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Newborns and Infants

Baby teeth start to emerge between six and nine months of age. These milk teeth or first teeth help your child eat and speak and also help the adult teeth come in straight. Tender gums are associated with each stage of tooth emergence, which can make your child irritable. It helps to rub the gums with your finger, a small cool spoon or a frozen teething ring that’s been placed in the freezer.

Infants can get cavities
Taking care of your child’s teeth and gums is as important as having a medical checkup. Infections of any sort, including gum disease or an abscessed tooth, can cause fever, rashes and other symptoms, as well as leave the immune system compromised. Cavities in babies and small children can even have the potential to lead to major surgery under anesthetic.
Here are some simple and effective ways to take care of your infant/toddler's dental health: 
  • Wipe the gums with a washcloth after each feeding to get rid of residue milk or pureed food. At around six months of age, the teeth start to appear in the mouth. You need to remove the dental plaque (bacteria, food, cells) from all five surfaces of each tooth. If the teeth have no space between them and are touching, those teeth need to be flossed.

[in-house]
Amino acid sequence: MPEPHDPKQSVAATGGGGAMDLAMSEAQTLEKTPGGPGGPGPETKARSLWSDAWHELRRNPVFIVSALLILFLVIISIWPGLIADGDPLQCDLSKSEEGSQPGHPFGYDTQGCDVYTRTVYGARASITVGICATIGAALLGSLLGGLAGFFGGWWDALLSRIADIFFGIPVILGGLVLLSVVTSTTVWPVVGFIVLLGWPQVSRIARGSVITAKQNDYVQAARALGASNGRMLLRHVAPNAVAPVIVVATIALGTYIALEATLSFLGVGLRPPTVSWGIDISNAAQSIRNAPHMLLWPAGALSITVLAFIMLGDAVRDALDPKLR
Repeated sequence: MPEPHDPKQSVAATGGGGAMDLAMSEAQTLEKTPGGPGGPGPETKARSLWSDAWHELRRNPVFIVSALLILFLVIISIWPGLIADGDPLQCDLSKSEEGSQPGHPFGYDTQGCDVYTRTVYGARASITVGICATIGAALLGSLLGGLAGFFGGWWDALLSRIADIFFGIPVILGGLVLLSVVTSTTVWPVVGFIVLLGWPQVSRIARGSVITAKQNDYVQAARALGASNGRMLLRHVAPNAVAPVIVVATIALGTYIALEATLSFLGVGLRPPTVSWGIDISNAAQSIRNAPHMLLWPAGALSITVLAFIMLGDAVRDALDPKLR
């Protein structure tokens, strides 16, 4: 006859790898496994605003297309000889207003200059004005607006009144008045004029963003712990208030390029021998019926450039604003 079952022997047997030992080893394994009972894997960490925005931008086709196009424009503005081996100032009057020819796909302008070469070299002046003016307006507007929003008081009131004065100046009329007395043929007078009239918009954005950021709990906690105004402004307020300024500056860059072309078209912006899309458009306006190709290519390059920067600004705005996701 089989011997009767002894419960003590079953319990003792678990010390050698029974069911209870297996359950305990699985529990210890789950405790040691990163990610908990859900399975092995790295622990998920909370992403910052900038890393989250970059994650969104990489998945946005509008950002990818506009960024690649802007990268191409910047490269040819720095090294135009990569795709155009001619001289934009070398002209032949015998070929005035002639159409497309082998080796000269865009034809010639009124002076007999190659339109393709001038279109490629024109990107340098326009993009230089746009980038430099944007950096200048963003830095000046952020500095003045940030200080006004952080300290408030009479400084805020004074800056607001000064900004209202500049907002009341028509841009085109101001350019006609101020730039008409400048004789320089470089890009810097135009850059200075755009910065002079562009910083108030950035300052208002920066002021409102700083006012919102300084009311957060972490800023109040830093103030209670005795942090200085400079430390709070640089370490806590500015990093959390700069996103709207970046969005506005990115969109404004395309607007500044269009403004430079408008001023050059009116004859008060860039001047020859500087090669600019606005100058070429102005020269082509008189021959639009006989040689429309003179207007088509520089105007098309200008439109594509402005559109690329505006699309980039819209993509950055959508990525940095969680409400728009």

• Sleep only with water. Sugar is very harmful to young teeth and can cause a lot of damage. At night, only put water in the bottle. 
  • Avoid letting your baby sleep at the breast or with a bottle of juice, formula or milk. The sugar will remain on your child’s teeth throughout their sleep and can damage the enamel and cause tooth decay.
Baby’s First Dentist Visit
Around the age of one or when the first teeth appear, make an appointment for your child to see the dentist. Having your child see the dentist early will ensure you receive important information on their dental health and also help stop any disease that may be forming before it becomes a major problem.
To prepare for the first visit:
  • Try playing “dentist.” Make this role-playing exercise fun and explain that this is essentially what the dentist will do.
  • Explain other things that may happen at the dentist’s office, using non-technical language. Don’t try to explain X-rays, for instance. Talk about X-rays as pictures and try to avoid words like ‘hurt’, ‘shot’, ‘drill’, ‘needle’, ‘yank’, ‘pull’, or ‘pinch’—try to take a positive approach.
  • Take your child along with an older brother, sister or friend when they go for a routine checkup or cleaning. This will help introduce your little one to the dentist’s office.
  • Treat the appointment as routine
  • Tell your dentist about any special needs or medical problems your child may have, such as allergies or bleeding disorders